NEW YORK ( TheStreet) -- Silicon Valley's latest cause celebre is the advocacy for immigration reform. All parties in Washington, D.C. are also advocating immigration reform.The problem is this: What one person means by "immigration reform" is not what the other side means. The people who will actually have to vote on immigration reform mean two very different things. It's a classic case of two sides using one word -- reform -- to mean two different things. Let me illustrate with an analogy. If Ron Paul were to debate Barack Obama about "tax reform" both would claim to be in favor of tax reform. Who wouldn't? But what each of them means by "reform" would be the total opposite of the other. What Ron Paul means by tax "reform" is to abolish taxes and instead fund a constitutional, pre-1913 federal government primarily by voluntary charity or small user fees. What President Obama would mean by tax "reform" is that in principle 100% of all income should be taxed, except for what the government charitably allows you to keep. In other words, as the two parties both profess their strongest support for "reform" they mean the exact opposite of the other. Same thing with immigration reform, mostly.
Almost every famous person in the Silicon Valley food chain -- from CEOs to venture capitalists -- are pushing for "immigration reform." So what do most of them mean by that? Most technology companies want to expand their pool of engineers that they can hire -- here in the U.S. as well as around the world. As it stands it's hard to get a work visa for a foreign worker to move to the U.S., especially from countries such as India and China. A familiar example of how this works is that a graduate of a top U.S. university in computer science either starts a company or takes an engineering job with a Silicon Valley company. However, before long he or she is unable to stay in the U.S., so he or she returns home to China or India to run his or her company or work over there. The U.S. is likely to benefit from a software or hardware engineer settling in the U.S. in order to work or start a company. This person will likely contribute far more in GDP than he or she will be on the public dole. The education is already paid for. This immigrant is the opposite of a welfare case.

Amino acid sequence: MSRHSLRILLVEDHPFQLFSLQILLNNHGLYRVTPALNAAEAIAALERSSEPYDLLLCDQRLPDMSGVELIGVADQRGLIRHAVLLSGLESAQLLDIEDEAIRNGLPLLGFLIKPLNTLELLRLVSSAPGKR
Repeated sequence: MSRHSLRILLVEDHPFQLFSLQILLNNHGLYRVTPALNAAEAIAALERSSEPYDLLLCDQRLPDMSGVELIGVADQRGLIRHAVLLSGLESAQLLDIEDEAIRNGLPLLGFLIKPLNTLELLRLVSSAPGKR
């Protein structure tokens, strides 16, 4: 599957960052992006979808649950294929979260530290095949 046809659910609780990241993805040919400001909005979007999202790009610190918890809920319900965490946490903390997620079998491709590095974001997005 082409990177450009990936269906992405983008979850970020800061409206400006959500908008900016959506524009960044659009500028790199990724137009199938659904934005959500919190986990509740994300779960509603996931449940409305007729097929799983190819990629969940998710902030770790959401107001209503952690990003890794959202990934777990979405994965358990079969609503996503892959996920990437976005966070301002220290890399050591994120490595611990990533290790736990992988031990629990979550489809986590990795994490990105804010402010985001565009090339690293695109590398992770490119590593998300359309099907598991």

This latter part has nothing to do with Silicon Valley and it's where all the contention is. It is why this bill is being blocked in the House of Representatives. In order for Silicon Valley to get what it wants on immigration reform it should insist these two completely different parts of immigration reform get split into two separate bills with two separate votes:
- Work visas for people who have advanced degrees in relevant areas of engineering, or are otherwise well-recognized computer geniuses. Basically, if you graduate in computer science from Stanford University, you get to stay in the U.S. for -- at a minimum -- many, many years. Also, if you bring significant investment capital to the U.S. or are able to attract some minimum level of investment capital, you can get a long-term work (startup) visa. Either way, you will contribute to GDP and employment far more than you drain. Legalization of those who already made it into the U.S. illegally, almost all of whom have little or no education. This bill would be voted upon separately. It has essentially nothing to do with Silicon Valley.